Records: County Emergency Room Visits Slowed During Obamacare’s Early Months
LOS ANGELES (CBSLA.com) — Los Angeles County emergency room visits slowed in the early months of Obamacare, according to state records.
During the first three months of expanded health insurance coverage mandated by the federal Affordable Care Act, emergency room visits by patients who didn’t require hospitalization increased 1.7 percent in the county, compared with the same period last year, according to a Los Angeles Times analysis of data from 75 hospitals. Annual ER visits in the county increased 3 percent last year and 5 percent in 2011 and 2012.
The findings contrast with a recent study that showed a dramatic increase in emergency room insurance coverage was expanded for poor patients in Oregon.
The analysis highlights shifting patterns of emergency room use and the challenges hospitals may face as they adapt to the new healthcare environment, which has thousands of new patients headed to private hospital ERs, while public hospitals that traditionally served uninsured, poorer patients saw a dip in emergency room visits.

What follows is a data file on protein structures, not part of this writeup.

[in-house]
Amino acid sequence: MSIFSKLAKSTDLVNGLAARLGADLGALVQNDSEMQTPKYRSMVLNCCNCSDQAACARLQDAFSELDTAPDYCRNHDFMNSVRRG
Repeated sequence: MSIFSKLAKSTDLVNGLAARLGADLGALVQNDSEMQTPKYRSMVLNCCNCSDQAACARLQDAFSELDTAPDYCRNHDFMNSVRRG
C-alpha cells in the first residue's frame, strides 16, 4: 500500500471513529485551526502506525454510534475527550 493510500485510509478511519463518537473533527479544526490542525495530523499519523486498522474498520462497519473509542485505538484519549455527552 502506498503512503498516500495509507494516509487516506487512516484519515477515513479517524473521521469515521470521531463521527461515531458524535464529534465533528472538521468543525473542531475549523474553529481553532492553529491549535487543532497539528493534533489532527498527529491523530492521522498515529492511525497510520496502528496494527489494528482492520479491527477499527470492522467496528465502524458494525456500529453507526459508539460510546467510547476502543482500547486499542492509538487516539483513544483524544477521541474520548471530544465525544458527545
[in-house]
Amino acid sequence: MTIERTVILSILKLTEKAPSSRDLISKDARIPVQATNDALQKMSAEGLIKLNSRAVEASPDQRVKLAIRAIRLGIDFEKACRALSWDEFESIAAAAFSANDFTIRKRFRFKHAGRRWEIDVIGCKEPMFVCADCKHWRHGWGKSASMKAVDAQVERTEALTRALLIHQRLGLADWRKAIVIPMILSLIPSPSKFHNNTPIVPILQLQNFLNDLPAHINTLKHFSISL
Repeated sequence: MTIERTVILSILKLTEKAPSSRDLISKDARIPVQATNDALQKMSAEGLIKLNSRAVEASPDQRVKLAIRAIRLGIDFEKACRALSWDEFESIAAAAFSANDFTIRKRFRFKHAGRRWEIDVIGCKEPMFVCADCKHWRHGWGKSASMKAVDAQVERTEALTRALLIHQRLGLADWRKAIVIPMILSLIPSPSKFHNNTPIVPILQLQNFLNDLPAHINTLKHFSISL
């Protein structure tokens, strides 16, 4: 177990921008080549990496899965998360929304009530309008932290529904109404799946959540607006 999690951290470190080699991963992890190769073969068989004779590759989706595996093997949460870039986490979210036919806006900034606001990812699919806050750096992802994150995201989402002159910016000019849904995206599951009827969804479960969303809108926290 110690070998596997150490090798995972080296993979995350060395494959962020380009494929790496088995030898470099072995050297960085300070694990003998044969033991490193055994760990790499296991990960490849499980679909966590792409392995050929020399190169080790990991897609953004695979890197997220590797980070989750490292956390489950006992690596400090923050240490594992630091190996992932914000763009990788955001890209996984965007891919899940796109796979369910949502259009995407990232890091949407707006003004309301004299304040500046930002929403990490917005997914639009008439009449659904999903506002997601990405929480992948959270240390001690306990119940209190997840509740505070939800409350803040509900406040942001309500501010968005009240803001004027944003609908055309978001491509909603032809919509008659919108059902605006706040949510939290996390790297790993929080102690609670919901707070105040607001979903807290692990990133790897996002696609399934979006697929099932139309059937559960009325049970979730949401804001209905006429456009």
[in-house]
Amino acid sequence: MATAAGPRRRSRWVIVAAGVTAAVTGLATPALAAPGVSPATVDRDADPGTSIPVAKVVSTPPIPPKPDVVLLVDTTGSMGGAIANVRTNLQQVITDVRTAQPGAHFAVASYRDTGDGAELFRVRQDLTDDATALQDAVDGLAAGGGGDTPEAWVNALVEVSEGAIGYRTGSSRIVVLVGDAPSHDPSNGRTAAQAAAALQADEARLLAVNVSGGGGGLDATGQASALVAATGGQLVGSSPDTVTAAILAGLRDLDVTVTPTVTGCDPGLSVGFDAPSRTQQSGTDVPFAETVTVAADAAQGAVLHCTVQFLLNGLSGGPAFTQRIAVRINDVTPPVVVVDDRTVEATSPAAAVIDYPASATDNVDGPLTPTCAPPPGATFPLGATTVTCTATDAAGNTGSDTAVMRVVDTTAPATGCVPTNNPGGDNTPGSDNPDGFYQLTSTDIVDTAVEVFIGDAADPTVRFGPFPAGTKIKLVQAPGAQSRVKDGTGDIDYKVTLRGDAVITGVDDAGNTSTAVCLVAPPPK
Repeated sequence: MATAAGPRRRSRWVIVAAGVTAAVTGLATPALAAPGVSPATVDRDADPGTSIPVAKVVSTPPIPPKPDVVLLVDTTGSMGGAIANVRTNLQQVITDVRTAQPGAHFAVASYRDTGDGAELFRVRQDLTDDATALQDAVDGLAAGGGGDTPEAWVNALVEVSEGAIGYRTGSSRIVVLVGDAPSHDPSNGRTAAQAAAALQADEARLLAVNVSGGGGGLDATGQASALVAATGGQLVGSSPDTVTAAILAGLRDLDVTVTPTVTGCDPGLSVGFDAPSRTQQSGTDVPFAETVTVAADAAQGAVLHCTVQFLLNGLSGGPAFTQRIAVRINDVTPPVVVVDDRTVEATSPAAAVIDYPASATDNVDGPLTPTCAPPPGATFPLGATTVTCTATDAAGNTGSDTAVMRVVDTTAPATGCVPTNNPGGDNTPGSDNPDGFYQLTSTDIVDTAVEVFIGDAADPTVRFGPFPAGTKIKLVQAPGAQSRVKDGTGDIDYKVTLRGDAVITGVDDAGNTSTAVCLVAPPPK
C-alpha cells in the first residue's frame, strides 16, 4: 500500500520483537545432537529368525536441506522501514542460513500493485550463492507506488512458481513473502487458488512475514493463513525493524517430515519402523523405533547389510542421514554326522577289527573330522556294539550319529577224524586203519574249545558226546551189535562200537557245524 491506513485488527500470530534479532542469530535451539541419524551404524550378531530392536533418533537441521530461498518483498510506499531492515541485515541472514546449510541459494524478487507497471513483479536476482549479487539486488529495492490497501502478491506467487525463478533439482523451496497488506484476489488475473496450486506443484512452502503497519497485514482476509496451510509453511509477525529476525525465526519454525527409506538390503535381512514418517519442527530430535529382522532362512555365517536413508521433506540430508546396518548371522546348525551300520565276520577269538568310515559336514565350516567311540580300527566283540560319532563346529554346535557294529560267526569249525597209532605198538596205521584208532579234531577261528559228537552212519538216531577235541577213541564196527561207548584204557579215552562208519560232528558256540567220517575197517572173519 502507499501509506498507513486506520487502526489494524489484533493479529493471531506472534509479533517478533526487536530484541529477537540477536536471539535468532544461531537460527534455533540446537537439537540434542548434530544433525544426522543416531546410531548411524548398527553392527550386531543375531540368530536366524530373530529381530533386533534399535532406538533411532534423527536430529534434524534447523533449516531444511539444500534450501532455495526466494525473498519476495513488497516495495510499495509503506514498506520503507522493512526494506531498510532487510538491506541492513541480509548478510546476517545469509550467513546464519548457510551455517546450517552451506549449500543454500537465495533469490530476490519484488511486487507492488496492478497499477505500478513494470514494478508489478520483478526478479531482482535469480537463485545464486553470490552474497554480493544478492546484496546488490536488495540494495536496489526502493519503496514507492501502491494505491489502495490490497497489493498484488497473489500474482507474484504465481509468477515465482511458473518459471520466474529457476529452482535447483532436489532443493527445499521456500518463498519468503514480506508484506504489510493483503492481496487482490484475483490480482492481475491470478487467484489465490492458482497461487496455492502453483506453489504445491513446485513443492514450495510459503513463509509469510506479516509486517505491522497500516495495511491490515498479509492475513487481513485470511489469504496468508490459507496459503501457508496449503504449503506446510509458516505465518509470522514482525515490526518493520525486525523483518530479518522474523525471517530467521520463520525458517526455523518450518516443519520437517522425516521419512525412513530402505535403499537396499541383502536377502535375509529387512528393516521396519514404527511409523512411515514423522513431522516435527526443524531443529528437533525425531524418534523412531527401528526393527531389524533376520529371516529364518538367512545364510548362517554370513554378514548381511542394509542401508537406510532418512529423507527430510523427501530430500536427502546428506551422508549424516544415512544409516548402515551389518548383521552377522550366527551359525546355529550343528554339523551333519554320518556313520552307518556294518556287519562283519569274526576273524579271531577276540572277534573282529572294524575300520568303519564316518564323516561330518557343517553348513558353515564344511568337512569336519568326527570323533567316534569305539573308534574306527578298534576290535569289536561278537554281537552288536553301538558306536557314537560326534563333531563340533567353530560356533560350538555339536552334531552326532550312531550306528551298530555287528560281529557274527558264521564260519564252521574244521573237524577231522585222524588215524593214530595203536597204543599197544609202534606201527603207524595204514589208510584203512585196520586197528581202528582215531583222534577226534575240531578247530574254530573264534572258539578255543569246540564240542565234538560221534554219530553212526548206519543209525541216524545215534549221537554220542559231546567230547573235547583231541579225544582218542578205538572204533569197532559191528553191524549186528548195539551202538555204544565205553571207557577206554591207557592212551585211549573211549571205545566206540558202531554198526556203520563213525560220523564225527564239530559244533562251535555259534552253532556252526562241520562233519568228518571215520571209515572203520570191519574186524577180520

The inefficiency of using crowded and high-cost emergency rooms for basic medical care is a central problem Obamacare is supposed to correct. By requiring most Americans to sign up for medical insurance and subsidizing premiums for the needy, the new healthcare system is intended to improve regular, preventive care and reduce unnecessary emergency room usage.
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